This week is car chase week on terribleminds. Now, I know that this car I have up here isn’t technically from Detroit, despite the words I use later on (I think it’s an Australian Ford model), but I couldn’t resist. It fit the car I was imagining too well for me to care. So, with that in mind, I hope you enjoy my story: Continue reading
This week’s flash fiction challenge, as brought to you by Chuck Wendig’s blog terribleminds, is to write a short story (of no more than 1000 words), using one of a group of randomly generated sentences. I’ve altered the deal a bit, both because I’m short on time and because I want a different challenge: I’m going to try to use several of them to tell a story as quickly as possible. I’ve got three of them in here, and you can find the list on Chuck Wendig’s page. Enjoy!
The shooter says goodbye to his love. He closes his phone and feels at peace with what he is about to do. He lies on the ridge overlooking the road where it runs along the canyon’s edge, over the river, and he can see far down the highway. His target, a group of teenagers who do not understand what they took when they grabbed the old worn suitcase from the old worn man, has been confirmed en route past his position. The rest is up to him.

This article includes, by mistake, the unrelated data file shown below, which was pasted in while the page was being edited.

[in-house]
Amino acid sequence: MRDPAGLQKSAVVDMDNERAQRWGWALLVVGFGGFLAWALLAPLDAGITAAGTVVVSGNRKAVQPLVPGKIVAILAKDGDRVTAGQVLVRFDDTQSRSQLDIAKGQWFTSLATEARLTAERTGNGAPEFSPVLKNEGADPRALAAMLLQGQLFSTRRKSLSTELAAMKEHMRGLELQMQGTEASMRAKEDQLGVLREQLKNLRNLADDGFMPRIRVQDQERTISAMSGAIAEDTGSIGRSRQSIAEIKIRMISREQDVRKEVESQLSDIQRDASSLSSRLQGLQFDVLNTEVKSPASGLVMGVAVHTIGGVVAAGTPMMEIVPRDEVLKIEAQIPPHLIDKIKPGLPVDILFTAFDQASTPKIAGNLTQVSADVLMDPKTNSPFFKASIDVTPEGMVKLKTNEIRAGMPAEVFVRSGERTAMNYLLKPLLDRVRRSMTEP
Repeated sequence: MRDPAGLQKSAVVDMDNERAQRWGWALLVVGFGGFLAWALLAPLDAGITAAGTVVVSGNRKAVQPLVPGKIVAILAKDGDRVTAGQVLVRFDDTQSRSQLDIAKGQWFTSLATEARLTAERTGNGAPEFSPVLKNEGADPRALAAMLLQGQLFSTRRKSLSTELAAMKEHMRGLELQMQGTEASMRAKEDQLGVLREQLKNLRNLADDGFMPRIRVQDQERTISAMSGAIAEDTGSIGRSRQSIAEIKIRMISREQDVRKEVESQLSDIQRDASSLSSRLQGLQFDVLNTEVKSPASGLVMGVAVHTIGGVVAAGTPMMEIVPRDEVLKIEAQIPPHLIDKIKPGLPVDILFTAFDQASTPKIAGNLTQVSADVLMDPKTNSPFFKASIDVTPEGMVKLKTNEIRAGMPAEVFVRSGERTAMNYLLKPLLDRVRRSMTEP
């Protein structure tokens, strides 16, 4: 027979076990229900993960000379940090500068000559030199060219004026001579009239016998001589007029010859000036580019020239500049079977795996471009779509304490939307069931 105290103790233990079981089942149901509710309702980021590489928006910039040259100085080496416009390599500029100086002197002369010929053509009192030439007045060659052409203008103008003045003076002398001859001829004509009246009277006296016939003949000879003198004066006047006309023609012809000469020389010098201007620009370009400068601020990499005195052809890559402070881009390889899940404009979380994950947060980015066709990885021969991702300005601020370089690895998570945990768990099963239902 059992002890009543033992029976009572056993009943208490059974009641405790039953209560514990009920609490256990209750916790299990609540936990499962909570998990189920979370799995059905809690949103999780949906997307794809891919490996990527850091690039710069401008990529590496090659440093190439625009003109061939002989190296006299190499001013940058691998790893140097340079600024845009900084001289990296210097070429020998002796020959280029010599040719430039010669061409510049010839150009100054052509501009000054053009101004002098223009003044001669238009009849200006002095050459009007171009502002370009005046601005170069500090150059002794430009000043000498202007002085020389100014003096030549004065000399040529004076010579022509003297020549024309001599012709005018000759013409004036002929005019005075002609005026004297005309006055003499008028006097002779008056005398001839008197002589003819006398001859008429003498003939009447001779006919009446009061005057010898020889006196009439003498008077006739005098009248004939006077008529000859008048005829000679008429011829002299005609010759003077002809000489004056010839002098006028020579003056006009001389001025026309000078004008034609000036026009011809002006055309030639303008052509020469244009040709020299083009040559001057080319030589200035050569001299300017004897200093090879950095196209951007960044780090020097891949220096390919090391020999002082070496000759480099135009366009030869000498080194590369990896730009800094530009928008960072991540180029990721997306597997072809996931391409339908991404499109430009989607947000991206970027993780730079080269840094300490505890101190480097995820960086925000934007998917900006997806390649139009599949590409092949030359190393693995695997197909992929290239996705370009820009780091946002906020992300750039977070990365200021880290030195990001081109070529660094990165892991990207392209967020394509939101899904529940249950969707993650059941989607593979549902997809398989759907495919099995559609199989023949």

Rock music approaches at high velocity. The open convertible is filled with four raucous partiers, celebrating their new-found wealth. The suitcase rests in the center of the backseat. The shooter lines up his shot, waiting for his moment. When he fires, the driver’s head snaps back then forward again, bouncing off the headrest. The driver’s arms jerk. The wheel pulls right, and the car plows through the guardrails and out over the edge of the canyon, sailing through the emptiness. The car trails teenagers’ screams. The shooter watches in consternation, and he knows what must have gone wrong.
The shooter pulls out his phone again, this time calling a different number. He dials a number he knows by heart. When the other side picks up, he speaks calmly and swiftly. “The target is down, but there’s a problem. The river stole the gods. End transmission.”
For those of you out there already aware of Monaco and its rave reviews, this will be very familiar. If you haven’t yet read those reviews, they’re right. At least, the ones that refer to Monaco as delightful and occasionally vindictive are. It’s a wonderful heist game that — as you keep taking — just keeps on giving. I haven’t yet finished the game, and I anticipate many more hours with it.